“IT WAS A GREAT CHALLENGE FOR ME TO SUCCESSFULLY COMBINE THE NATURAL DYEING OF YARNS WITHOUT CHEMICALS, TOGETHER WITH GREEK TRADITION AS SEEN THROUGH MY OWN EYES, AND PERFECTION IN THE QUALITY OF OUR GARMENTS…” -Smaragda Navridis, designer of Nisos 1948
Smaragda Navridis and Gregory Hatsatourian, the wife and husband duo behind the menswear label Nisos 1948, uses a unique dyeing process inspired by the premier luxury dye of the ancient world, “Porphyra” or Tyrian purple—a reddish purple natural dye extracted from a particular species of sea snail.
Their special mix of natural ingredients carefully collected from all over the world. A combination of fruits, woods, rocks, and vegetables produce each color and maintain the original characteristics of the natural fibers. One of the beneficial aspects to this method is the protection of the environment, using no chemicals and all natural elements there is no chemical waste.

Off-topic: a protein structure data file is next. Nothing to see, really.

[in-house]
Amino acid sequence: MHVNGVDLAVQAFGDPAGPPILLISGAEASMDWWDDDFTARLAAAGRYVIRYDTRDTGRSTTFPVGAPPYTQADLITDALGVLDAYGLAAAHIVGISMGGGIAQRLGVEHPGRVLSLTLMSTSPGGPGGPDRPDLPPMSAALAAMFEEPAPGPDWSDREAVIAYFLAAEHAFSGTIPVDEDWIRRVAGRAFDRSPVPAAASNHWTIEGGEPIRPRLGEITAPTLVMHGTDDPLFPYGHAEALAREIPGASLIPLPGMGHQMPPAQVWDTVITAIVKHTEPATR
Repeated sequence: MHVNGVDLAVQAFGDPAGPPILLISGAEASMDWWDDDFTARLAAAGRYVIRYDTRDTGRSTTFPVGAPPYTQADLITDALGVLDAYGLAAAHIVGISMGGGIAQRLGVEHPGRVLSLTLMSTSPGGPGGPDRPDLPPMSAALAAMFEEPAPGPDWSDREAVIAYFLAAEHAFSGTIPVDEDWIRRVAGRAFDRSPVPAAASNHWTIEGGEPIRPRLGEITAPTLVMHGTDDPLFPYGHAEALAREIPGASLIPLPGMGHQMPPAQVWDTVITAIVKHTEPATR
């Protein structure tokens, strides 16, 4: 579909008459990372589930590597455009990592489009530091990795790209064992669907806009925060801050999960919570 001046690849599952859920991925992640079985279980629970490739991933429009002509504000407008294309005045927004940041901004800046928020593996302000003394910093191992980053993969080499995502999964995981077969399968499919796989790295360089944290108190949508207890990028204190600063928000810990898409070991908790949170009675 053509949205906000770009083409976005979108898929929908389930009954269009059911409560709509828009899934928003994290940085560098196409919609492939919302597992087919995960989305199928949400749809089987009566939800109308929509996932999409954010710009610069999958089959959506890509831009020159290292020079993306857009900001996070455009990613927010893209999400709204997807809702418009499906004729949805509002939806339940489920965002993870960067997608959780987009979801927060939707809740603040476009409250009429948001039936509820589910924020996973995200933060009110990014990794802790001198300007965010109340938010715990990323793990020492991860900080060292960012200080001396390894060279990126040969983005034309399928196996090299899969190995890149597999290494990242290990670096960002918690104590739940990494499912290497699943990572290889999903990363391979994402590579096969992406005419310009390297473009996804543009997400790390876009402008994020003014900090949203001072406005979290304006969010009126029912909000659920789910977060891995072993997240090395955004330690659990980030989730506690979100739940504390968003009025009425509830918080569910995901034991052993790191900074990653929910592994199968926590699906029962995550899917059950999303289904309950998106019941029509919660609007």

According to Aristoteles, the preparation of the dye for clothes began in spring. It was extremely time-consuming and the final product was worth its weight in gold, since thousands of snails were required to produce just one gram of dye. Only royalty and very wealthy people could afford to dye their clothes in this manner. One of the most striking characteristics of “Porphyra” was that it did not fade but actually became brighter and more intense with weathering and sunlight. The Greek islands, amongst which Rhodes, Kos, Amorgos, Chios and Crete, were renowned for its production. The other dyes with herbs and fruits were also intended exclusively for the wealthy, as colored garments were a luxury in antiquity. Common people’s clothes were undyed. Natural dyes, with raw materials deriving from nature, were used for thousands of years, until the late 19th century when chemical dyes came into common use. Chemical dyes were quite a revolution as they were used for everybody’s clothing.